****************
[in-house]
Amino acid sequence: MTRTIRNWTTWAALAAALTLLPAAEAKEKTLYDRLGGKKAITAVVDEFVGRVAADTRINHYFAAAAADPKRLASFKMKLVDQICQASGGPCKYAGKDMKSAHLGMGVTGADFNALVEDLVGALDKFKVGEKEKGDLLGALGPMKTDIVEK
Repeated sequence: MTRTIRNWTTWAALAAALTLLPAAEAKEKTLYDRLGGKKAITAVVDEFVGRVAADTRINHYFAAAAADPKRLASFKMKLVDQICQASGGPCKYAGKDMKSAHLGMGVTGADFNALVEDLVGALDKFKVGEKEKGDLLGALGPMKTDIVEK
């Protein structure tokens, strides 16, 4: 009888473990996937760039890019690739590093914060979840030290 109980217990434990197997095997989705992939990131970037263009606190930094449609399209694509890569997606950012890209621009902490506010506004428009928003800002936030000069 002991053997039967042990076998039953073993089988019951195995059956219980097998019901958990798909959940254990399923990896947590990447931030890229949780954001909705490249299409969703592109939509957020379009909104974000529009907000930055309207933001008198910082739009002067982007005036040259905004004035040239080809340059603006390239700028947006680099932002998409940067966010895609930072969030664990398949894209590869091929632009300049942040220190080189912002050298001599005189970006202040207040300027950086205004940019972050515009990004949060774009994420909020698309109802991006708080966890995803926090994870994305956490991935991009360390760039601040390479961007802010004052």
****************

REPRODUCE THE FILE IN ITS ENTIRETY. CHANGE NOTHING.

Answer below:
[in-house]
Amino acid sequence: MTRTIRNWTTWAALAAALTLLPAAEAKEKTLYDRLGGKKAITAVVDEFVGRVAADTRINHYFAAAAADPKRLASFKMKLVDQICQASGGPCKYAGKDMKSAHLGMGVTGADFNALVEDLVGALDKFKVGEKEKGDLLGALGPMKTDIVEK
Repeated sequence: MTRTIRNWTTWAALAAALTLLPAAEAKEKTLYDRLGGKKAITAVVDEFVGRVAADTRINHYFAAAAADPKRLASFKMKLVDQICQASGGPCKYAGKDMKSAHLGMGVTGADFNALVEDLVGALDKFKVGEKEKGDLLGALGPMKTDIVEK
């Protein structure tokens, strides 16, 4: 009888473990996937760039890019690739590093914060979840030290 109980217990434990197997095997989705992939990131970037263009606190930094449609399209694509890569997606950012890209621009902490506010506004428009928003800002936030000069 002991053997039967042990076998039953073993089988019951195995059956219980097998019901958990798909959940254990399923990896947590990447931030890229949780954001909705490249299409969703592109939509957020379009909104974000529009907000930055309207933001008198910082739009002067982007005036040259905004004035040239080809340059603006390239700028947006680099932002998409940067966010895609930072969030664990398949894209590869091929632009300049942040220190080189912002050298001599005189970006202040207040300027950086205004940019972050515009990004949060774009994420909020698309109802991006708080966890995803926090994870994305956490991935991009360390760039601040390479961007802010004052």